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McDonald's Is Testing This New Way Of Serving Drinks

A new cup system is being introduced in the U.K.

McDonald's is making strides toward providing zero-waste solutions for its disposable food and beverage packaging. Their latest change to the way they serve their beverages brings them one step closer to the goal of sourcing all of their packaging from renewable, recycled, or certified sources at all restaurant locations by 2025.

Find out What Happens to Your Body When You Drink a Smoothie Every Day.

The chain announced on Wednesday that they will start testing a reusable cup next year in select locations in the United Kingdom. In a partnership with recycling company TerraCycle, based in the U.S., McDonald's will provide its customers the option of choosing a durable, reusable cup for a small deposit. Once the cup is returned to a McDonald's location, it will be washed and reused, and customers will be able to redeem their deposit. Or, they can simply keep reusing their McDonald's cup themselves.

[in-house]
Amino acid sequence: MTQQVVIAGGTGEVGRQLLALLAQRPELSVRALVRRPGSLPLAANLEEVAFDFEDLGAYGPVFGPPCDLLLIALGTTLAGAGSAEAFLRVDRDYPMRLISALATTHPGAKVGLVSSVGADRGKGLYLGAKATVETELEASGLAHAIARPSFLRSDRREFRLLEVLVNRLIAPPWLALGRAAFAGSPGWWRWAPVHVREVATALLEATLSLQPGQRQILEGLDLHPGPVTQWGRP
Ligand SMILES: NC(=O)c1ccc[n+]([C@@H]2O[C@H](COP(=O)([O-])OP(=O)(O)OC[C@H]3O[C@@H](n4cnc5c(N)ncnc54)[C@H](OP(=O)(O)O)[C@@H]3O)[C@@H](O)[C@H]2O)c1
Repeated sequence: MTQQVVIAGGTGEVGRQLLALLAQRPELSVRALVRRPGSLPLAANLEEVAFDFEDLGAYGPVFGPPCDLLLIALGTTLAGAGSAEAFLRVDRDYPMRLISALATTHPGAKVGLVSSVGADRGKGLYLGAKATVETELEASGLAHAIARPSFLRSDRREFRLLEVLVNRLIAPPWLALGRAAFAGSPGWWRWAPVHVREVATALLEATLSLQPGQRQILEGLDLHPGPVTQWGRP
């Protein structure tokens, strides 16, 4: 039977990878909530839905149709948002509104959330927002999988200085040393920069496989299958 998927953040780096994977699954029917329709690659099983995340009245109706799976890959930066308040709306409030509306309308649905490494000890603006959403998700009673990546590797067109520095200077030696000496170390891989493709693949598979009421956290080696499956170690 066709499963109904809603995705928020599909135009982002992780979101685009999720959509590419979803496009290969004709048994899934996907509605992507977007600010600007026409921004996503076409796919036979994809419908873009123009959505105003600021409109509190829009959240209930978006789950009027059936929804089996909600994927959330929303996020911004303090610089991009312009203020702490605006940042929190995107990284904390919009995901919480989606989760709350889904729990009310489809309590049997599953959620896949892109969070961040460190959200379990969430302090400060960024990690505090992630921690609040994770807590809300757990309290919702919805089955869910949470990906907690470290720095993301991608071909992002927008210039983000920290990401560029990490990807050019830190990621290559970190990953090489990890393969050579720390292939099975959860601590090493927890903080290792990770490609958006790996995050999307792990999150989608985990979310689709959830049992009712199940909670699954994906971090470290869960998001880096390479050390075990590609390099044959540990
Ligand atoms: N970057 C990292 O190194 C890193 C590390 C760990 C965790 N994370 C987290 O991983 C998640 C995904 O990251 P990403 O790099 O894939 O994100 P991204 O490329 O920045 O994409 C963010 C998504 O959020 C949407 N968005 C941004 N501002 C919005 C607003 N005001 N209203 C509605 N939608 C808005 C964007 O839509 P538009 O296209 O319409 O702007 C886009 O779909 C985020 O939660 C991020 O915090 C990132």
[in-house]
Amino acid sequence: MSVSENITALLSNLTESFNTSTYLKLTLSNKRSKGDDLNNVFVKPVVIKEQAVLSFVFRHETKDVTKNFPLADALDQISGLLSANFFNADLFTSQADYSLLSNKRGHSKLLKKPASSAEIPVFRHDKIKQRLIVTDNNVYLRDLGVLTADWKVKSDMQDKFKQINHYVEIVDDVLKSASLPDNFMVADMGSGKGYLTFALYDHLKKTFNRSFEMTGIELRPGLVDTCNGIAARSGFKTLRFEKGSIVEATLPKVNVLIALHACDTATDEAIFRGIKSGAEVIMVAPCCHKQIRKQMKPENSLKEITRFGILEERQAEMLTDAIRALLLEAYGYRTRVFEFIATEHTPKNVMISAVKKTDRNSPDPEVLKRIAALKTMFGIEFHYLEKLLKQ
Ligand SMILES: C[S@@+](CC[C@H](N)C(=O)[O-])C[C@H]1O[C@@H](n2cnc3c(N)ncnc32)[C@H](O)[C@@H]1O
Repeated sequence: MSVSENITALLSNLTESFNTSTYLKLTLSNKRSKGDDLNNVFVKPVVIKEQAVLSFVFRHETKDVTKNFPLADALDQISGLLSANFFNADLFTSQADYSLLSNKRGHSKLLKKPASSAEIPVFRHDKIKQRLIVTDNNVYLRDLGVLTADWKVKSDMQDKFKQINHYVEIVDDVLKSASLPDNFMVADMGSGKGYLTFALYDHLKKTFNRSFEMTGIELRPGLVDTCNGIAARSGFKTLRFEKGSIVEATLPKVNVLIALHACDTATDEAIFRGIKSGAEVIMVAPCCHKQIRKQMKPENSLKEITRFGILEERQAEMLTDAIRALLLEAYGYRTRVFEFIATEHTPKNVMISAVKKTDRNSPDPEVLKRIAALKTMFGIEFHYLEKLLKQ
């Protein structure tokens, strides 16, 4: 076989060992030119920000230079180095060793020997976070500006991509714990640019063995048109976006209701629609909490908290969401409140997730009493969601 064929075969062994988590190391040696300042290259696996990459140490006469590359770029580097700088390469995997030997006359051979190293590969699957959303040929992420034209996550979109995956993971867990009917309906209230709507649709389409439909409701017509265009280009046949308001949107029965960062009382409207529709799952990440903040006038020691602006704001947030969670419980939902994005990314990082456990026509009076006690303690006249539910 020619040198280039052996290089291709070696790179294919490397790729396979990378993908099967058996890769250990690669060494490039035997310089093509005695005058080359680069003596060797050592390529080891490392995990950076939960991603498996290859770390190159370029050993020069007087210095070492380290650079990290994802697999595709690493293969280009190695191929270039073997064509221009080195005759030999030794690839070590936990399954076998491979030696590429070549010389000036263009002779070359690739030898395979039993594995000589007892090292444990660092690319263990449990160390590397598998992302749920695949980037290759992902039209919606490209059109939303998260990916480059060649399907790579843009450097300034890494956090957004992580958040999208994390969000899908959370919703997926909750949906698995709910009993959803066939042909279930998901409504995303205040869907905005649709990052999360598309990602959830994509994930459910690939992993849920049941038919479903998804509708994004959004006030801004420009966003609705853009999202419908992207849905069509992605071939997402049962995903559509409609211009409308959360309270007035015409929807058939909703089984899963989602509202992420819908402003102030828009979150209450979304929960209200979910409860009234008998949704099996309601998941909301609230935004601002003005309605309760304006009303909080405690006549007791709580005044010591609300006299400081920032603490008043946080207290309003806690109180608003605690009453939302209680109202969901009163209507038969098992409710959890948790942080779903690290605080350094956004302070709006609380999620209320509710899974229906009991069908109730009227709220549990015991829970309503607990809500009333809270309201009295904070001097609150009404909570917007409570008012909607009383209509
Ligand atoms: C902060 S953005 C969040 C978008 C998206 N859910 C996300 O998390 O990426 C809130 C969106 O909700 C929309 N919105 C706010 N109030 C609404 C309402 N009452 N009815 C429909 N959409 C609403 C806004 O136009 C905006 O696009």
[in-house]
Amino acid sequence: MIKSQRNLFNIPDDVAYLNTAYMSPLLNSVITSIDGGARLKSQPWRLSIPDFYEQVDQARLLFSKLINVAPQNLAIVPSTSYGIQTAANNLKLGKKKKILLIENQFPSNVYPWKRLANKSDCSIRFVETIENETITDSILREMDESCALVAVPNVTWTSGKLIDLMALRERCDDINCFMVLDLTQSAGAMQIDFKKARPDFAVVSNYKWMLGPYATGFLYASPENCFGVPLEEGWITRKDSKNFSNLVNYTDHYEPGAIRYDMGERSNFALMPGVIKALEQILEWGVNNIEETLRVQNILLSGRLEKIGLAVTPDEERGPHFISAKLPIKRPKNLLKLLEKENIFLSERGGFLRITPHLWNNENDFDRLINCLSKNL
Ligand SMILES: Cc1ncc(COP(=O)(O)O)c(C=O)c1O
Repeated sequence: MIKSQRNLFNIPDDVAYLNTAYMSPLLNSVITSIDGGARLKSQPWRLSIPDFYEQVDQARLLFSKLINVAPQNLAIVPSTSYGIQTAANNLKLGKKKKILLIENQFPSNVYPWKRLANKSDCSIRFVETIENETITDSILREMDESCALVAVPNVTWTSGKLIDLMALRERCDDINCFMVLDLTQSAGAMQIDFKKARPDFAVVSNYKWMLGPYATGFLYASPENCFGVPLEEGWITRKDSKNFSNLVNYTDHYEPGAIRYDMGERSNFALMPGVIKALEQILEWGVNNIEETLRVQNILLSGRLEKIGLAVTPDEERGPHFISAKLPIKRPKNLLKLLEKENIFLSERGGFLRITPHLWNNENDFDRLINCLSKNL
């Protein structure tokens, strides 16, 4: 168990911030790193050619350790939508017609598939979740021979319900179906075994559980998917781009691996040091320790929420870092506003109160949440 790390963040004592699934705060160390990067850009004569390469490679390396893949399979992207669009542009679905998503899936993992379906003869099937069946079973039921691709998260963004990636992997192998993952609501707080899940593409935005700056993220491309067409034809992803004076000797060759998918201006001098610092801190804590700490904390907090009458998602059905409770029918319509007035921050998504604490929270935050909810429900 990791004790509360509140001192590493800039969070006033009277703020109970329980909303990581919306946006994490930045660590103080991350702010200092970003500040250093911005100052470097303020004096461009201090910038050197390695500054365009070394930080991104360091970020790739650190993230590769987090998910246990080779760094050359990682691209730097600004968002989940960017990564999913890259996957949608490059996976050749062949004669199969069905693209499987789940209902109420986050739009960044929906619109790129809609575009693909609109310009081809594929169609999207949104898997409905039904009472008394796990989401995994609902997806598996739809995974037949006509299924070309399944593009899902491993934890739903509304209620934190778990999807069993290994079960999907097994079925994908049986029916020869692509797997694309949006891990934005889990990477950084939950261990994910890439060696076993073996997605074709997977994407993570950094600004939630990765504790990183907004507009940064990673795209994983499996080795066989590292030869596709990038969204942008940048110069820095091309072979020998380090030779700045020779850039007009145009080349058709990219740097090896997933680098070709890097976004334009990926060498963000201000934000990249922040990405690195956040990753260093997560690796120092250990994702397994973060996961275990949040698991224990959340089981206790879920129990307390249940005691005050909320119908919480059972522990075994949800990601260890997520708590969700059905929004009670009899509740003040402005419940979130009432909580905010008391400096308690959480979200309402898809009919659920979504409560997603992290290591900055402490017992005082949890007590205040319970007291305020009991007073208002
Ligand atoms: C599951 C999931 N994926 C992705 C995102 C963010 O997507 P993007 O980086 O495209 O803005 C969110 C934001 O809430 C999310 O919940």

This is great news for anyone concerned with the devastating impact of wasteful single-use packaging on the environment.

The chain is already operating a similar program in other countries like Germany. In the U.S., while no such efforts have yet been announced, the company is involved in an open innovation initiative  NextGen Cup, a global design competition calling for best new ideas on how to create an easily scaleable and commercialized solution to the single-use cup.

These omnipresent cups, used for both hot and cold beverages, are notoriously difficult to recycle due to the fact that they are comprised of both paper and plastic layers which aren't easily separated. Because those two materials need to be recycled separately, single-use cups aren't accepted at most recycling facilities, and end up in landfills. 

By upgrading their beverage packaging, McDonald's could solve one of their biggest outputs of non-recyclable waste, an effort matched by a similar move from Starbucks in which they did away with plastic straws. Both companies have pledged $15 million to the NextGen Cup challenge.

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Mura Dominko
Mura is a Deputy Editor leading ETNT's coverage of America's favorite fast foods and restaurant chains. Read more about Mura